Some of you regulars will notice a slight change in the title of my post, but it really isn’t a big deal, just a better description of the content of my post. I have not had a single doctor’s appointment this week, I haven’t made a future appointment this week, and I don’t see the need. This coming Monday is my next regularly scheduled appt with Doc Head, and because it is a regular thing, no need to dwell on it. That’s all that’s on my table medically for me. This week has been a 3 week, for a couple of days I almost went to a 2.5, but I have settled in on 3. For the curious, both physical and mental aspects were the driving factor towards pushing the week to a 2.5. As I sit here resting and doing my purse lipped breathing my O2 level is 95 percent. My heart rate is 98, temperature is in the normal range, and my weight still too damn much, but is working ever so slowly in a downward trend.
This week’s word is a phrase; Stages of COPD. I don’t know if I have ever really qualified the stages of COPD, I might have made mention of them, but I don’t believe I have specifically address these. Being quite honest, none of my friends or fellow bloggers have asked the question, either out of politeness, or concern for my feeling, or concerned about how the answer might impact the asker. Hopefully this will help provide a better understanding. I am going to start out with “book” definition of the term, as I am in a habit of doing then I will address the Stages of COPD as they have impacted me, and I will try to shed light on when I passed thru a stage to my knowledge. I am also going to speak briefly on “end stage” COPD, and will provide a link to the site that I worked from.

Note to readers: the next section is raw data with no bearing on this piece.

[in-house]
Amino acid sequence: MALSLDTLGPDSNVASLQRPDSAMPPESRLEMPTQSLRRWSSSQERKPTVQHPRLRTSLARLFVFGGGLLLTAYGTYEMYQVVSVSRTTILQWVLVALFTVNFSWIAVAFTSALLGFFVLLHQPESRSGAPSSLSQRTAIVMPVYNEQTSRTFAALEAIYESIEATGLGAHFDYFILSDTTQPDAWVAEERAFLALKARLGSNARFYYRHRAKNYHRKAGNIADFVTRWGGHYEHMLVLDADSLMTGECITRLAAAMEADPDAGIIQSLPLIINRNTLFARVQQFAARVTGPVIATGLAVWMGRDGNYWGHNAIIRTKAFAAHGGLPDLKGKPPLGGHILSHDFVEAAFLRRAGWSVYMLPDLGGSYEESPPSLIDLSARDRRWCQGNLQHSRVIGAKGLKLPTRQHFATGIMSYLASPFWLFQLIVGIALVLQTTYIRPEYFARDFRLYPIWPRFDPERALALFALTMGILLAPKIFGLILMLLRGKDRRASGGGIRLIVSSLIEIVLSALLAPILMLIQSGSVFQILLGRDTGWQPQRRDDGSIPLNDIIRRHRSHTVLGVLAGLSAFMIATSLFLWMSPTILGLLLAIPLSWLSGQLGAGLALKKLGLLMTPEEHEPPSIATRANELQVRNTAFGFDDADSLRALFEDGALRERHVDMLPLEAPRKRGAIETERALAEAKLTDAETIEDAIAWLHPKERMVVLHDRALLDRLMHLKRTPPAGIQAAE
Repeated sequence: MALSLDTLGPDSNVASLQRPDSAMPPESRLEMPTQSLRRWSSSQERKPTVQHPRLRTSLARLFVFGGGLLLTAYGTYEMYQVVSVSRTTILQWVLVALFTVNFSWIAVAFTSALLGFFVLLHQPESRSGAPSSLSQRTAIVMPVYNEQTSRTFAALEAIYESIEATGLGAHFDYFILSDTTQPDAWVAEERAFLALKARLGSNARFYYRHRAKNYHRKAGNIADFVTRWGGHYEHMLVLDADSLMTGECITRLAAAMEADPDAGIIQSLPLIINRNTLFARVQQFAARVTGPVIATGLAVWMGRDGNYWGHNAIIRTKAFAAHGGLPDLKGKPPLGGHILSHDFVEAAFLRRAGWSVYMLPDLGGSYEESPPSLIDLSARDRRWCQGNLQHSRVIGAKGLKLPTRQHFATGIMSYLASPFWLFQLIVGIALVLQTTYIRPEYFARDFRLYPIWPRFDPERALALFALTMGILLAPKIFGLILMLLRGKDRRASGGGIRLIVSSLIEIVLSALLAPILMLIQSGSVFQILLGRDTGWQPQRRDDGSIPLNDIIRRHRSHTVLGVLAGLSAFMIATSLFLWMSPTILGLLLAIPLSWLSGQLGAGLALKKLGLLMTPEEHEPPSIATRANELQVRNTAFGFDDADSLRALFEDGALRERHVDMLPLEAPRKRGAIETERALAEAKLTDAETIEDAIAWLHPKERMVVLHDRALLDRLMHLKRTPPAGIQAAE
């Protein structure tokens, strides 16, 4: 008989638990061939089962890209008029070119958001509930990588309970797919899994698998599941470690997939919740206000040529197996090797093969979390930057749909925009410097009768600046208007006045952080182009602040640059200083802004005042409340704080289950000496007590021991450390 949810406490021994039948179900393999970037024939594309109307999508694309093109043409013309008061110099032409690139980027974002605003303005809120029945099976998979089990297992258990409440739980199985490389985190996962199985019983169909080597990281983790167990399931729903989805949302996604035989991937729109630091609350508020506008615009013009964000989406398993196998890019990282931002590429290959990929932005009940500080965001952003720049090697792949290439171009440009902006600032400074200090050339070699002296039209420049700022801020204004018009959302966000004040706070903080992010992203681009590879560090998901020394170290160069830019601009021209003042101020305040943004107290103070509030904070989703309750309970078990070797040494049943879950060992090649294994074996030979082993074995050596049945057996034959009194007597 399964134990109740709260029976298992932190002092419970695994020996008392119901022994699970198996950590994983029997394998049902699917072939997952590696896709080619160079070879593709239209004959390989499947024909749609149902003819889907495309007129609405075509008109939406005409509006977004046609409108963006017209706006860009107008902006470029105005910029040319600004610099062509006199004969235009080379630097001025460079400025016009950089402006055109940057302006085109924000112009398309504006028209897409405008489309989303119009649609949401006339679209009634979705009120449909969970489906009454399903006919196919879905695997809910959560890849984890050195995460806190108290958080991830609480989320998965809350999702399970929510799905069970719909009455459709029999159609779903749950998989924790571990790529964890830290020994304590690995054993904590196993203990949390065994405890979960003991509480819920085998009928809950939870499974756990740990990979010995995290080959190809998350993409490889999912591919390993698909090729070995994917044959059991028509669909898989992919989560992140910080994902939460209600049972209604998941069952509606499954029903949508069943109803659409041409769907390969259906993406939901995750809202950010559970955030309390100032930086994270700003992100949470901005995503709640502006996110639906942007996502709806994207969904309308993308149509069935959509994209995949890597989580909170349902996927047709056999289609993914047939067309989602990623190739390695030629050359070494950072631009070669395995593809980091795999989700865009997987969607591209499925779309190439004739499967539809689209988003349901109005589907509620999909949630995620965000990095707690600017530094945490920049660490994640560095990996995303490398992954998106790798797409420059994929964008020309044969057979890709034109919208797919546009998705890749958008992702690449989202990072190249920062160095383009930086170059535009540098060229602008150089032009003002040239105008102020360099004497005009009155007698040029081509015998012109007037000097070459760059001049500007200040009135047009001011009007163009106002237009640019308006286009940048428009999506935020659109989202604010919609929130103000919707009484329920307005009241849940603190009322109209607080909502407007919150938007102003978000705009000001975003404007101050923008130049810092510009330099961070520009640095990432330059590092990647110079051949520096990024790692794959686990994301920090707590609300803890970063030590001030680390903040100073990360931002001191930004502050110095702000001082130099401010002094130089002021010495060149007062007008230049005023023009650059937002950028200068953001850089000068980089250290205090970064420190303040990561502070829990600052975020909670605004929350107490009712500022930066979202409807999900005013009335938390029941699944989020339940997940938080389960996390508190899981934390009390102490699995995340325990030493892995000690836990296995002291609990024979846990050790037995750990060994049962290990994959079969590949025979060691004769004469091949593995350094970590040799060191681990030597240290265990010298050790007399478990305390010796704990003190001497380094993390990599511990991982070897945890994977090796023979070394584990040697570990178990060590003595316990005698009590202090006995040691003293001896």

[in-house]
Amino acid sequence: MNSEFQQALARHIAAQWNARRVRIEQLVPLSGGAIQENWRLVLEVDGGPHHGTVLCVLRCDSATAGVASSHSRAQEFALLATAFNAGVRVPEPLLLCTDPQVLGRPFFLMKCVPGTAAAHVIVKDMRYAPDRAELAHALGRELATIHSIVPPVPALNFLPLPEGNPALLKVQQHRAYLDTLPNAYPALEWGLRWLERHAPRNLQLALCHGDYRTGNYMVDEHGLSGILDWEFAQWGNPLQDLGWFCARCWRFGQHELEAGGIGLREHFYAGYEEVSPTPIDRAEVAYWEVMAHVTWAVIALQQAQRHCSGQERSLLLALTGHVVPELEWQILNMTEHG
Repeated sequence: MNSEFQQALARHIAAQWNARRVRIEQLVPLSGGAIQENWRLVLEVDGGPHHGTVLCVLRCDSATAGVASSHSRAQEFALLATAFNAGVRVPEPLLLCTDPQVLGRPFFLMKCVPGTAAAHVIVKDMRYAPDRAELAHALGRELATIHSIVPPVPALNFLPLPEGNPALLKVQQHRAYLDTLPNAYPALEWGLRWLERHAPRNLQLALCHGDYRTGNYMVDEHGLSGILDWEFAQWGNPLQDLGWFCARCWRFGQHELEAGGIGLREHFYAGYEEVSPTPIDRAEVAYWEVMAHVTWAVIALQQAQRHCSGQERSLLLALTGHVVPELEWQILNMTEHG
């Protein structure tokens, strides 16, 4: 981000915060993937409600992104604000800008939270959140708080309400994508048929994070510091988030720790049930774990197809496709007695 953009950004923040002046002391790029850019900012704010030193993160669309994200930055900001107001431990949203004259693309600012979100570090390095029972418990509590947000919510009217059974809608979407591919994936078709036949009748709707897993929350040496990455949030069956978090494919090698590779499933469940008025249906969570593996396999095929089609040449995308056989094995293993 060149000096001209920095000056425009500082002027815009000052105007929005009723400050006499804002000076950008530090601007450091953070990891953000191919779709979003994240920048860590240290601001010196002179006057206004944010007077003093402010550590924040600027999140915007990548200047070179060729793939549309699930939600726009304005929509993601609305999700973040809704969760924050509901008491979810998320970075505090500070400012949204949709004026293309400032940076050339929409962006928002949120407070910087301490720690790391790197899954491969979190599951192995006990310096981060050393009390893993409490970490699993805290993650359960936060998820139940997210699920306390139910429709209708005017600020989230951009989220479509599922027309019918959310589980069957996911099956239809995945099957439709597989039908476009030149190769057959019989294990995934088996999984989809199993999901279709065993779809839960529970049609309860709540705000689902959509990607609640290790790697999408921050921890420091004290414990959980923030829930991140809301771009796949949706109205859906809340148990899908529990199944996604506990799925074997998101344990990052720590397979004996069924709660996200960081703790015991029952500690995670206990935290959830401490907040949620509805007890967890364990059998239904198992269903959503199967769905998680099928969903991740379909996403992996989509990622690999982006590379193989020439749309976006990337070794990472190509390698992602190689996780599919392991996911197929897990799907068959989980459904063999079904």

I have chosen the EMedTV website, (http://copd.emedtv.com/copd/copd-stages) for the “book” definition because it seemed the simplest to convey and understand. Of course I have cherry picked the definition for the purpose of this post, but you can go directly to the site posted about to get the “complete” definition. Most of the others (and I have added links for a couple of them) go into great detail about FEV1 and its relationship to “normal,” as the baseline for the stage. The problem as I see it is; the sum total of all of us equals the “normal,” where very few of us actually equal the “normal.” How is that for left-handed logic?
COPD Stages – The four stages of COPD are “at risk,” mild, moderate, and severe. In order to determine if someone has this condition and which stage he or she is in, a healthcare provider generally uses a breathing test called spirometry. (Spirometry is the most sensitive and commonly used test of lung functions. It can detect COPD long before you have significant symptoms.) The symptoms vary for each of the stages, but generally include increasing amounts of coughing, sputum production, and difficulty breathing.
What Are the Stages of COPD? Based on the spirometry test, your doctor can determine if you have COPD and how severe it is. The stages are listed below:
Ø At risk
Ø Mild COPD
Ø Moderate COPD
At Risk — In the at-risk stage, the breathing test is normal, but there is a possibility of developing COPD. Mild symptoms of the condition include a chronic cough and sputum production.
Mild COPD — In the mild stage, the breathing test shows mild airflow limitation. Symptoms may include a chronic cough and sputum production. At this stage of COPD, you may not be aware that airflow in your lungs is reduced.
Moderate COPD –- In the moderate stage, the breathing test shows a worsening airflow limitation. Usually, the symptoms have increased. Shortness of breath usually develops when working hard, walking fast, or doing other brisk activity. At this stage, a person usually seeks medical attention.
Severe COPD — In the severe stage of COPD, the breathing test shows severe airflow limitation. A person is short of breath after just a little activity. With very severe COPD, complications like respiratory failure or signs of right-sided heart failure may develop. At this stage, the quality of life is greatly impaired and the worsening symptoms may be life threatening.
Another link is from Caring.com which I have found to be another useful site for COPD related information.
Another site which I have found helpful in my research is About.com, here is a link directly to COPD grades (formally stages)
So ends the technical aspect of my post. I will now relate the more personal aspects of stages of COPD and my journey thru them. And as a preference I will refer to them as stages, it seems more fitting than calling them grades. Grades I always seem to think I could improve with some effort, but stages just seem to me to be points.